Original Publication
Open Access

Child Tobacco Smoke Exposure: Interventions for Busy Physicians

Published: February 8, 2016 | 10.15766/mep_2374-8265.10344

Included in this publication:

  • Child TSE Clinical Cases.pdf
  • Child TSE Presentation.pptx
  • Child TSE Speaker's Notes.pdf
  • Frequently Asked Questions.docx
  • Instructor's Guide.docx
  • Provider Assessment Survey.pdf
  • Suggested Readings & Resources.docx

To view all publication components, extract (i.e., unzip) them from the downloaded .zip file.


Editor's Note: This publication predates our implementation of the Educational Summary Report in 2016 and thus displays a different format than newer publications.

Abstract

Introduction: Smoking and tobacco smoke exposure (TSE) leads to 480,000 deaths and over $289 billion in medical costs and lost productivity annually. Among U.S. children, 44% are affected by TSE. TSE increases the frequency of low birth weight, sudden infant death syndrome, child ear infections, bronchiolitis, asthma, atherosclerosis, and neurobehavioral problems in children. Although parent motivation to quit smoking increases in healthcare settings, TSE interventions are delivered infrequently. Many pediatric residency programs provide no formal training in parent TSE interventions. With few exceptions, education resources for parent TSE interventions often omit participant-reported TSE intervention practice patterns, participant barriers, and physician workflow and are not peer reviewed. Methods: This module is designed to address these gaps and improve delivery of TSE interventions to parents who smoke. The training module uses small-group training sessions and the evidence-based Ask, Advise, Refer strategy for smoking cessation to: provide training in evidence-based screening for child TSE, provide parent smoking cessation advice, and use referrals to evidence-based smoking cessation resources. Results: The training module was implemented with 42 pediatricians at 10 pediatric practices in Utah. The included provider assessment tool was completed by 60% of participants prior to receiving the training module. Posttraining responses to the provider assessment tool indicated that implementation of the training module met the learning objectives for pediatrician knowledge and practice related to TSE and TSE interventions. Discussion: Following the training module, 47% of physicians reported a high level of interest in maintenance of certification for TSE interventions. Our results suggest that implementation of the training module may help improve TSE intervention practices that support parent smoking cessation. Posttraining improvements in participant-reported practice patterns suggest that this training module has significant potential for changing provider practices.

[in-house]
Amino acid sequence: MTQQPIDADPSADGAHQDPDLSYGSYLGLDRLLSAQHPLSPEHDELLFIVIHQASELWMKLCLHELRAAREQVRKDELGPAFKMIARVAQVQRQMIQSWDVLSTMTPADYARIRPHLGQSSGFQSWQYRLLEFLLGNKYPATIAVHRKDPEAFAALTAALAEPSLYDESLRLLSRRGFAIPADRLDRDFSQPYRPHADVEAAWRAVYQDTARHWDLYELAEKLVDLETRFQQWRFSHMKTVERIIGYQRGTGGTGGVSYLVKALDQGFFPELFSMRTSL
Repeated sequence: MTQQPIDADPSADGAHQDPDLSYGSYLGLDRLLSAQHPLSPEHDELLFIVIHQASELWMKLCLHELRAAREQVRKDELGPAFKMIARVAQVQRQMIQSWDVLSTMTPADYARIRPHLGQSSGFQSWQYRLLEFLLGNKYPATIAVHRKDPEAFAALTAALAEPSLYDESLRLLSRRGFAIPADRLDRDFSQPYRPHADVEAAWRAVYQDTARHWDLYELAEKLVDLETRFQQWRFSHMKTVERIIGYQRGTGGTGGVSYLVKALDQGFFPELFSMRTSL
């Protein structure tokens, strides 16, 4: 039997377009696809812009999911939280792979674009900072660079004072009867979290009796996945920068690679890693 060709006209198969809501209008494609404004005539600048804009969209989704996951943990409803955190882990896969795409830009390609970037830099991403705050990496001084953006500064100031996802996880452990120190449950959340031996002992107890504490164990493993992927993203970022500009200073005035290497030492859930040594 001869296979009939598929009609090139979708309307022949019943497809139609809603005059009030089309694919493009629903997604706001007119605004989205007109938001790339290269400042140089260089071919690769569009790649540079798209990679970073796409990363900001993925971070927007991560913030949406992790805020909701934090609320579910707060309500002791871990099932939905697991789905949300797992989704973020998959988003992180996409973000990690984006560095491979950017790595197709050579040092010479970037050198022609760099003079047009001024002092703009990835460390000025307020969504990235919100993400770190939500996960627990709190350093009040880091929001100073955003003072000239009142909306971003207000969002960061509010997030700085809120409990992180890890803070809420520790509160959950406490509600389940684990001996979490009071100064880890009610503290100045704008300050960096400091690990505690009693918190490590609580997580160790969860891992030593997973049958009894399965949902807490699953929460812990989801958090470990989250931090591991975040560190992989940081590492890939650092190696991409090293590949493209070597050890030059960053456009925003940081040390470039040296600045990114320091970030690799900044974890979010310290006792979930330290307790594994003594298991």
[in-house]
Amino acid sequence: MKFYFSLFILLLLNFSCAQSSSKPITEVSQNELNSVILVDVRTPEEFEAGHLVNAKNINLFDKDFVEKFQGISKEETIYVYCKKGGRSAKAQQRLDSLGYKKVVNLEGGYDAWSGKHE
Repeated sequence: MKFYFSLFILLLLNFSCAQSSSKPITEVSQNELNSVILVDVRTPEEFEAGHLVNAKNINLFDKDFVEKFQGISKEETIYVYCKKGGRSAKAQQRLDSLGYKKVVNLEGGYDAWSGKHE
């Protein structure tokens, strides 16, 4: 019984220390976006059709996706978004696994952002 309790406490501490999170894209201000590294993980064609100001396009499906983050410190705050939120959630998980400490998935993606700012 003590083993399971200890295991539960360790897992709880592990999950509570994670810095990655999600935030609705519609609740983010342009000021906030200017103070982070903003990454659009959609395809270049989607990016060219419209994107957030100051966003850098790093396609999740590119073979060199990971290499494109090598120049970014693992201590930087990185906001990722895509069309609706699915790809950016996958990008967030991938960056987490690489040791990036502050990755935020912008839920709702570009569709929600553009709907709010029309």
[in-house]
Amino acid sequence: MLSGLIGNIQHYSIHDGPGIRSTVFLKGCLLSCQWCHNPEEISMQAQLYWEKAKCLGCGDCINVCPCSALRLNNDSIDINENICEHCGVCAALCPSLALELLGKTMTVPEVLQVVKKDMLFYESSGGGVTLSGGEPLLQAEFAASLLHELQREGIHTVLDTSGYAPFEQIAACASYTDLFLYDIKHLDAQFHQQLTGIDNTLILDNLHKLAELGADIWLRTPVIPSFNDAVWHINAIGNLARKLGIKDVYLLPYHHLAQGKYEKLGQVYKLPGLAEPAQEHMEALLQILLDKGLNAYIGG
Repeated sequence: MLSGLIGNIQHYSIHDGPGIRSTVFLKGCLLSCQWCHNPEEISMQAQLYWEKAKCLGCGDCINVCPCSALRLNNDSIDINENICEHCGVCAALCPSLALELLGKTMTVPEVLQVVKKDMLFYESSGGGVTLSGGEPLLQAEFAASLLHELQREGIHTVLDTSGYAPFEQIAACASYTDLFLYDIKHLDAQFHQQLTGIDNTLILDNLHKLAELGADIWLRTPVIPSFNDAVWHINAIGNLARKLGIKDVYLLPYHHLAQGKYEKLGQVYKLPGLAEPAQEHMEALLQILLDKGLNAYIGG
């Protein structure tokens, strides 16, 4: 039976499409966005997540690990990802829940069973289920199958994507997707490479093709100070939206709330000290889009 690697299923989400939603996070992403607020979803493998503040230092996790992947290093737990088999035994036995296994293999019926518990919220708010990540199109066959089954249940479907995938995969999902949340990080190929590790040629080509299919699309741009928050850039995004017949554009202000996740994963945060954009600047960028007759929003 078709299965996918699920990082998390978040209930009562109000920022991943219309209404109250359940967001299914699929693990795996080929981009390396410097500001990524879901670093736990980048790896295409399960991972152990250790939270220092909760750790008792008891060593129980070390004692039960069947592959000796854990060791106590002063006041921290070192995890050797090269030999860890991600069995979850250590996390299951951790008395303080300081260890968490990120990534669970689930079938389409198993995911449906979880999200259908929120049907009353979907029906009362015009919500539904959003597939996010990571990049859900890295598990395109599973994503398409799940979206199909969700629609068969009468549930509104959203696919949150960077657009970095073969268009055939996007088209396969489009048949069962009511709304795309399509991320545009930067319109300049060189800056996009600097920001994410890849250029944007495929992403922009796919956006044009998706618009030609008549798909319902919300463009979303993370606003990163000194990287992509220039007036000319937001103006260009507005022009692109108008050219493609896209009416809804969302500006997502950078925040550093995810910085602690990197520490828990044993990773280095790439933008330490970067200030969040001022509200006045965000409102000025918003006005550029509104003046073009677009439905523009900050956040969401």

Educational Objectives

After completing the training module, participants will be able to:

  1. Understand the burden of tobacco smoke exposure (TSE) on child health and the impact of physician TSE interventions on parent smoking.
  2. Use evidence-based questions in routine clinical practice to screen for child TSE as a common, preventable risk factor for poor child health outcomes.
  3. Deliver brief, evidence-based TSE interventions using the Ask, Advise, Refer strategy in routine clinical practice to support parent smoking cessation by providing advice for smoking cessation, recommending nicotine replacement therapy, and referring to Quitline telephone counseling.
  4. Use motivational interviewing tools in routine clinical practice to deliver brief TSE interventions to support parent smoking cessation.

Author Information

  • Kevin Nelson, MD, PhD: University of Utah School of Medicine
  • Kasinda Goodwin: University of Utah School of Medicine
  • Rachel State, MD, MPH: University of Utah School of Medicine
  • Wendy Hobson-Rohrer, MD, MSPH, FAAP: University of Utah School of Medicine

Disclosures
None to report.

Funding/Support
None to report.


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Citation

Nelson K, Goodwin K, State R, Hobson-Rohrer W. Child tobacco smoke exposure: interventions for busy physicians. MedEdPORTAL. 2016;12:10344. https://doi.org/10.15766/mep_2374-8265.10344